Beta waves are used in our predefined program Enhance Mental Capacity. To take advantage of Beta in Custom programs, pick a frequency between 13 Hz and 30 Hz. These frequencies enhance alertness and vigilance.

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Gamma waves (30 – 100 Hz)

Gamma are the fastest brainwaves, oscillating with a frequency of 30 to 100 Hz. They occur when distant parts of the brain fire in a harmonious way, marking the simultaneous processing of complex information which happens when you are performing demanding mental tasks.

    • When you have a moment of insight, coming up with an answer for an intellectual riddle or problem, a short flash of gamma appears in your brain.
    • Meditation causes an increase in gamma. Among senior meditators gamma waves are present not only during contemplative practice but also when they are resting or doing everyday tasks.
    • Levels of gamma brainwaves increase during lucid dreaming. Furthermore, lab experiments had shown that it’s possible to induce lucid dreams by stimulating the brain to produce more gamma waves.

Gamma waves are used in our predefined programs Focus Meditation, Lucid Dreaming and Pain Control. To take advantage of Gamma in Custom programs, picks a frequency between 30 Hz and 100 Hz. These frequencies help us process demanding information.

Learn more about Gamma waves

 

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References

Kim, Gulati, T., & Ganguly, K. (2019). Competing Roles of Slow Oscillations and Delta Waves in Memory Consolidation versus Forgetting. Cell, 179(2), 514–526.e13. https://doi.org/10.1016/j.cell.2019.08.040

Frohlich, Toker, D., & Monti, M. M. (2021). Consciousness among delta waves: a paradox? Brain (London, England : 1878), 144(8), 2257–2277. https://doi.org/10.1093/brain/awab095

Pelka, Jaenicke, C., & Gruenwald, J. (2001). Impulse magnetic-field therapy for insomnia: A double-blind, placebo-controlled study. Advances in Therapy, 18(4), 174–180.https://doi.org/10.1007/BF02850111

Roberts, Clarke, A., Addante, R. J., & Ranganath, C. (2018). Entrainment enhances theta oscillations and improves episodic memory. Cognitive Neuroscience, 9(3-4), 181–193. https://doi.org/10.1080/17588928.2018.1521386

Aghajan, Schuette, P., Fields, T. A., Tran, M. E., Siddiqui, S. M., Hasulak, N.R., Tcheng, T. K., Eliashiv, D., Mankin, E. A., Stern, J., Fried, I., & Suthana, N. (2017). Theta Oscillations in the Human Medial Temporal Lobe during Real-World Ambulatory Movement. Current Biology, 27(24), 3743–3751.e3. https://doi.org/10.1016/j.cub.2017.10.062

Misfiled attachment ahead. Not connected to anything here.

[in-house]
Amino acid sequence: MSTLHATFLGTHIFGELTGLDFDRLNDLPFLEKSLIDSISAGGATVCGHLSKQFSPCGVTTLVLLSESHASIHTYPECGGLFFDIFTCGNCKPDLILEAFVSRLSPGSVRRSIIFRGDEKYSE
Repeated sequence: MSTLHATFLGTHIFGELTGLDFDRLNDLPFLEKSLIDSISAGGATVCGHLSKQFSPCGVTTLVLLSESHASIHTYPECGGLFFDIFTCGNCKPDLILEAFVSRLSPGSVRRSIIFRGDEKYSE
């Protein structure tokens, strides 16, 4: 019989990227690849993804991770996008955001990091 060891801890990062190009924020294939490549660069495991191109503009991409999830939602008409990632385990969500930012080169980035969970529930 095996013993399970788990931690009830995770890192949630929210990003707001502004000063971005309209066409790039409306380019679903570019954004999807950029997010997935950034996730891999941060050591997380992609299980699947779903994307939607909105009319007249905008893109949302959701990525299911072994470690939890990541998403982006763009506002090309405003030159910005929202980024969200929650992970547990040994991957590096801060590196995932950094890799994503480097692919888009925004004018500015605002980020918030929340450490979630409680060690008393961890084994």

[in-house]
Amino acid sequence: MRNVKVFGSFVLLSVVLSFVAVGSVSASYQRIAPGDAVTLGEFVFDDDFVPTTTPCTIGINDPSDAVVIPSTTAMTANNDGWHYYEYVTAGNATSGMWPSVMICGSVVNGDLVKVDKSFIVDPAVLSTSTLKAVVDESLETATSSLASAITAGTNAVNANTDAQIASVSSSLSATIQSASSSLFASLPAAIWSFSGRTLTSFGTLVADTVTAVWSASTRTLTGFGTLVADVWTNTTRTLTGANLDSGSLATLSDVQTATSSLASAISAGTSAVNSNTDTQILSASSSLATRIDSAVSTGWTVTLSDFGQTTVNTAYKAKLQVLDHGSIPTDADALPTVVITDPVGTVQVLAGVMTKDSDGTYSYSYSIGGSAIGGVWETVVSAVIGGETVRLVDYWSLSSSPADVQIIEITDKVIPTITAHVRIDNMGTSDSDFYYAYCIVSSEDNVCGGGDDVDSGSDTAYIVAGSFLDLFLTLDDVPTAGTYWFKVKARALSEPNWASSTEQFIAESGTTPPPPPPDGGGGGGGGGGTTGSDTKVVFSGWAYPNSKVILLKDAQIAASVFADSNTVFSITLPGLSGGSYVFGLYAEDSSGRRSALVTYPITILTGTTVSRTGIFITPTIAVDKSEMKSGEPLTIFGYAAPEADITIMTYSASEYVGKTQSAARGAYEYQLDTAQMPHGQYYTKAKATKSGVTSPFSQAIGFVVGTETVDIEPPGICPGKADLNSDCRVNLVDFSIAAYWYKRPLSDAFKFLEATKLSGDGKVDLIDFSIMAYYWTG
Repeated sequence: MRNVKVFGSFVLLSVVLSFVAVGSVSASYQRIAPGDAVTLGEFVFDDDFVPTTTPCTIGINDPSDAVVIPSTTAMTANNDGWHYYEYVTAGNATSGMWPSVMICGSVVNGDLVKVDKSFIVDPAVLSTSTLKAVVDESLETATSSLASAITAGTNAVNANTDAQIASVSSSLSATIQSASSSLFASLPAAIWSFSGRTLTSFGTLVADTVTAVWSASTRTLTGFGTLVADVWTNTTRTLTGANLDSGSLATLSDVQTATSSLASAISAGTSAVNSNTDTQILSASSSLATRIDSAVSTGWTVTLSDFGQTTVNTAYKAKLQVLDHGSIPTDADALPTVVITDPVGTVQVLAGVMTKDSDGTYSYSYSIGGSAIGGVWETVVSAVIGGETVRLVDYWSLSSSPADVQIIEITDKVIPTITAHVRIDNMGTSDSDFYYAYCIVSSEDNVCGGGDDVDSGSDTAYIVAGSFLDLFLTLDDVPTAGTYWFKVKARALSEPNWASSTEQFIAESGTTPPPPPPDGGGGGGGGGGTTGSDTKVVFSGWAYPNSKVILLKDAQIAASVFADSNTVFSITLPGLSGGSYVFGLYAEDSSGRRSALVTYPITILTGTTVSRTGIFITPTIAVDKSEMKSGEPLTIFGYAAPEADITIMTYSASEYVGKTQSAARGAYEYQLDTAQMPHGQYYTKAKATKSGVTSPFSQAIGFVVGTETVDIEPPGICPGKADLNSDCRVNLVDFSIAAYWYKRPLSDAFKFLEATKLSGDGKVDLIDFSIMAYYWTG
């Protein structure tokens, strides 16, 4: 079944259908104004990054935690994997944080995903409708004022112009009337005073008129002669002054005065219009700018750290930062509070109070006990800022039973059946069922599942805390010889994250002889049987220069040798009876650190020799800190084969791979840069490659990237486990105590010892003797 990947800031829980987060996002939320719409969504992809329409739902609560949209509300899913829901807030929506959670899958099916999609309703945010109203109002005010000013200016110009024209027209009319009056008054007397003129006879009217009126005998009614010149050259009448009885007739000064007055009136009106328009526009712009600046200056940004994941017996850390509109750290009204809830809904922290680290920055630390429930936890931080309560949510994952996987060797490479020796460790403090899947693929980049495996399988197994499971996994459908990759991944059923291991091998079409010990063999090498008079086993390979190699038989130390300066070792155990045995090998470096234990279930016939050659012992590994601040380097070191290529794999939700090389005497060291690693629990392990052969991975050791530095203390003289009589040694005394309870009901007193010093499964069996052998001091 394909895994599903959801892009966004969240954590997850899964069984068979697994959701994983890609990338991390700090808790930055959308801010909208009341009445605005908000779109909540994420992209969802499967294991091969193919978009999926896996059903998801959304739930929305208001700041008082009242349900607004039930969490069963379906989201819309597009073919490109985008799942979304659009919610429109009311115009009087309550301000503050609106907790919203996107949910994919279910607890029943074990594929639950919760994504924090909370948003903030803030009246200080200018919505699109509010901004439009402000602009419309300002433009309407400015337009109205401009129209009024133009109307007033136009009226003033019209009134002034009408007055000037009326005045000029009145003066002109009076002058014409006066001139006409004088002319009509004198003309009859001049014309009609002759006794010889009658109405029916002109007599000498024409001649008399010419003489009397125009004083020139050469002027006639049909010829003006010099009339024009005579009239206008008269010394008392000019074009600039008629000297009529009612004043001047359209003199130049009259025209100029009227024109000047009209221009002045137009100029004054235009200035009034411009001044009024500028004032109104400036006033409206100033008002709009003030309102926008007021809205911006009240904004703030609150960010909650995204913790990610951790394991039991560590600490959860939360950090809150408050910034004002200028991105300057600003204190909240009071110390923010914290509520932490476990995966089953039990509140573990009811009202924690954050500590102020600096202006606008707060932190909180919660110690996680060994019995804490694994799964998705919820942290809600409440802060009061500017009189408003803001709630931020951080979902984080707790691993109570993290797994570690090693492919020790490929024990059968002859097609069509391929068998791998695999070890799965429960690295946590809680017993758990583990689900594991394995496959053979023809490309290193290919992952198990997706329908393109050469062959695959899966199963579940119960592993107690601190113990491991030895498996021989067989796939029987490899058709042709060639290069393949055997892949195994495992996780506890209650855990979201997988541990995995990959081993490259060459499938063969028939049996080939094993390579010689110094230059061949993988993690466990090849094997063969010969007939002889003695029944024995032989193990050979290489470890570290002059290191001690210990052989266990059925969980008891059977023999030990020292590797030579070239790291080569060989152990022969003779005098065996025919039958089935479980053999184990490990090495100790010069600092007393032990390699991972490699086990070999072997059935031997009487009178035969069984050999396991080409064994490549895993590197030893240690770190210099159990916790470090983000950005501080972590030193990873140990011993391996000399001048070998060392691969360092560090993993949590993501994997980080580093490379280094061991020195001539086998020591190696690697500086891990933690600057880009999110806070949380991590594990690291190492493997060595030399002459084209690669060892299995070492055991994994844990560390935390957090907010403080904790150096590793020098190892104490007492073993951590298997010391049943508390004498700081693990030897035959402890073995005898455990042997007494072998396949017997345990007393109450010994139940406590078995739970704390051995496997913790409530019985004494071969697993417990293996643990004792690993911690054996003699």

Lagopoulos et al. Increased Theta and Alpha EEG Activity During Nondirective Meditation. The Journal of Alternative and Complementary Medicine, 2009; 15 (11): 1187 DOI: http://dx.doi.org/10.1089/acm.2009.0113″ 

Dadashi, M., Birashk, B., Taremian, F., Asgarnejad, A. A., & Momtazi, S. (2015). Effects of Increase in Amplitude of Occipital Alpha & Theta Brain Waves on Global Functioning Level of Patients with GAD. Basic and clinical neuroscience, 6(1), 14–20.

Lustenberger, Boyle, M. R., Foulser, A. A., Mellin, J. M., & Fröhlich, F. (2015). Functional role of frontal alpha oscillations in creativity. Cortex, 67, 74–82.

https://doi.org/10.1016/j.cortex.2015.03.012

Makada, Ozair, D., Mohammed, M., & Abellanoza, C. (2016). Enhancing Memory Retention by Increasing Alpha and Decreasing Beta Brainwaves using Music. ACM International Conference Proceeding Series, 29-, 1–4. https://doi.org/10.1145/2910674.2935851

https://news.mit.edu/2018/new-study-reveals-how-brain-waves-control-working-memory-0126

Yudy Hendrayana, Jajat Darajat Kusumah Negara, Nuryadi, Agus Gumilar, Martina Lesyiana , “The Impact of Beta Brain Waves in Improving Cognitive Function through Brain Jogging Applications,” International Journal of Human Movement and Sports Sciences, Vol. 8, No. 6A, pp. 73-77, 2020.

https://www.scientificamerican.com/article/what-is-the-function-of-t-1997-12-22/

Goleman, & Davidson, R. J. (2017). Altered traits  : science reveals how meditation changes your mind, brain, and body. Avery.

Cahill. (2014). Gamma brainwaves in the prefrontal cortex: A grounded theory study to explore the associated subjective experiences. ProQuest Dissertations Publishing.

Voss, U., Holzmann, R., Hobson, A., Paulus, W., Koppehele-Gossel, J., Klimke, A., & Nitsche, M. (2014). Induction of self-awareness in dreams through frontal low current stimulation of gamma activity. Nature Neuroscience, 17(6),